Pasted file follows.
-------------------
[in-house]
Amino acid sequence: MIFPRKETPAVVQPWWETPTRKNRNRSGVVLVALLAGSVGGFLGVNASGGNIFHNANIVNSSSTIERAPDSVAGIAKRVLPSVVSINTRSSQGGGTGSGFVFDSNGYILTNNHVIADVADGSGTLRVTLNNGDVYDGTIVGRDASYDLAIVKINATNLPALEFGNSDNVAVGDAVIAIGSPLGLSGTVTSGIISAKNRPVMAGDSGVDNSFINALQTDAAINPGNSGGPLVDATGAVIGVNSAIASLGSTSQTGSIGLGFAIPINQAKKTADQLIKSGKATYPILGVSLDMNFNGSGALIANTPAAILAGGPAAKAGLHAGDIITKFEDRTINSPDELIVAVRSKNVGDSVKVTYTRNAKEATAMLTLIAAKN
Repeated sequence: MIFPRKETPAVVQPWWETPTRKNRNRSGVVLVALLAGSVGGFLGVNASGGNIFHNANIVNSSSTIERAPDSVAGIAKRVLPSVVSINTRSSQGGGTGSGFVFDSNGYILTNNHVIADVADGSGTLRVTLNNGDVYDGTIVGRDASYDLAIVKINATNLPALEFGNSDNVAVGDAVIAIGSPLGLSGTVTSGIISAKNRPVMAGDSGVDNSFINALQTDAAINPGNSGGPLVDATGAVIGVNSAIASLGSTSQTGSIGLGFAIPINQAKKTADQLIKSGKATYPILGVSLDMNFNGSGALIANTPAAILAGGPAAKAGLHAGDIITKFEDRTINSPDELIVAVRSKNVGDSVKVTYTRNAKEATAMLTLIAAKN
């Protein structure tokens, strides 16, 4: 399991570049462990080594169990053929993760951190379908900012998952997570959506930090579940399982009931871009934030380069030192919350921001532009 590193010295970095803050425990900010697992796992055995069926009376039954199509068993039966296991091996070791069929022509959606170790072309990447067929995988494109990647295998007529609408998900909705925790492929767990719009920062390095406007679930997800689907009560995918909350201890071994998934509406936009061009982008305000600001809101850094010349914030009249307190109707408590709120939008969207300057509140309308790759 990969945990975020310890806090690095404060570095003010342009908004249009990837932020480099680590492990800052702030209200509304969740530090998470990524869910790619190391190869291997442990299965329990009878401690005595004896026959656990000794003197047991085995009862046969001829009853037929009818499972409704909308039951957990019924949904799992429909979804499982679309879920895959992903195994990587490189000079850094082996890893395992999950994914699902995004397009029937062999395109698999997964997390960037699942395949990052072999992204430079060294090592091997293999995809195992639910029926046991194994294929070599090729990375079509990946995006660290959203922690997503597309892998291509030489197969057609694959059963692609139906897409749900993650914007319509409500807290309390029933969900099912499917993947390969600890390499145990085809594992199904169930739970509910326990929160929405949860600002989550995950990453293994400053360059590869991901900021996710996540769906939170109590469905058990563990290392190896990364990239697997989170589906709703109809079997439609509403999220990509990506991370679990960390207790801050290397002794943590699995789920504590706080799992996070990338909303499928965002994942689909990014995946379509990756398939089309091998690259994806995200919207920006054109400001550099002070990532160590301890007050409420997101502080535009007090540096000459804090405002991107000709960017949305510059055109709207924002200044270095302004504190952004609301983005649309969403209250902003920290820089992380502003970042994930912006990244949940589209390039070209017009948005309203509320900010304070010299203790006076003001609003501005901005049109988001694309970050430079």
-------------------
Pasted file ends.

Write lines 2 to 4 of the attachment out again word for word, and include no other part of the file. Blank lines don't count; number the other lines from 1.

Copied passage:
Amino acid sequence: MIFPRKETPAVVQPWWETPTRKNRNRSGVVLVALLAGSVGGFLGVNASGGNIFHNANIVNSSSTIERAPDSVAGIAKRVLPSVVSINTRSSQGGGTGSGFVFDSNGYILTNNHVIADVADGSGTLRVTLNNGDVYDGTIVGRDASYDLAIVKINATNLPALEFGNSDNVAVGDAVIAIGSPLGLSGTVTSGIISAKNRPVMAGDSGVDNSFINALQTDAAINPGNSGGPLVDATGAVIGVNSAIASLGSTSQTGSIGLGFAIPINQAKKTADQLIKSGKATYPILGVSLDMNFNGSGALIANTPAAILAGGPAAKAGLHAGDIITKFEDRTINSPDELIVAVRSKNVGDSVKVTYTRNAKEATAMLTLIAAKN
Repeated sequence: MIFPRKETPAVVQPWWETPTRKNRNRSGVVLVALLAGSVGGFLGVNASGGNIFHNANIVNSSSTIERAPDSVAGIAKRVLPSVVSINTRSSQGGGTGSGFVFDSNGYILTNNHVIADVADGSGTLRVTLNNGDVYDGTIVGRDASYDLAIVKINATNLPALEFGNSDNVAVGDAVIAIGSPLGLSGTVTSGIISAKNRPVMAGDSGVDNSFINALQTDAAINPGNSGGPLVDATGAVIGVNSAIASLGSTSQTGSIGLGFAIPINQAKKTADQLIKSGKATYPILGVSLDMNFNGSGALIANTPAAILAGGPAAKAGLHAGDIITKFEDRTINSPDELIVAVRSKNVGDSVKVTYTRNAKEATAMLTLIAAKN
């Protein structure tokens, strides 16, 4: 399991570049462990080594169990053929993760951190379908900012998952997570959506930090579940399982009931871009934030380069030192919350921001532009 590193010295970095803050425990900010697992796992055995069926009376039954199509068993039966296991091996070791069929022509959606170790072309990447067929995988494109990647295998007529609408998900909705925790492929767990719009920062390095406007679930997800689907009560995918909350201890071994998934509406936009061009982008305000600001809101850094010349914030009249307190109707408590709120939008969207300057509140309308790759 990969945990975020310890806090690095404060570095003010342009908004249009990837932020480099680590492990800052702030209200509304969740530090998470990524869910790619190391190869291997442990299965329990009878401690005595004896026959656990000794003197047991085995009862046969001829009853037929009818499972409704909308039951957990019924949904799992429909979804499982679309879920895959992903195994990587490189000079850094082996890893395992999950994914699902995004397009029937062999395109698999997964997390960037699942395949990052072999992204430079060294090592091997293999995809195992639910029926046991194994294929070599090729990375079509990946995006660290959203922690997503597309892998291509030489197969057609694959059963692609139906897409749900993650914007319509409500807290309390029933969900099912499917993947390969600890390499145990085809594992199904169930739970509910326990929160929405949860600002989550995950990453293994400053360059590869991901900021996710996540769906939170109590469905058990563990290392190896990364990239697997989170589906709703109809079997439609509403999220990509990506991370679990960390207790801050290397002794943590699995789920504590706080799992996070990338909303499928965002994942689909990014995946379509990756398939089309091998690259994806995200919207920006054109400001550099002070990532160590301890007050409420997101502080535009007090540096000459804090405002991107000709960017949305510059055109709207924002200044270095302004504190952004609301983005649309969403209250902003920290820089992380502003970042994930912006990244949940589209390039070209017009948005309203509320900010304070010299203790006076003001609003501005901005049109988001694309970050430079």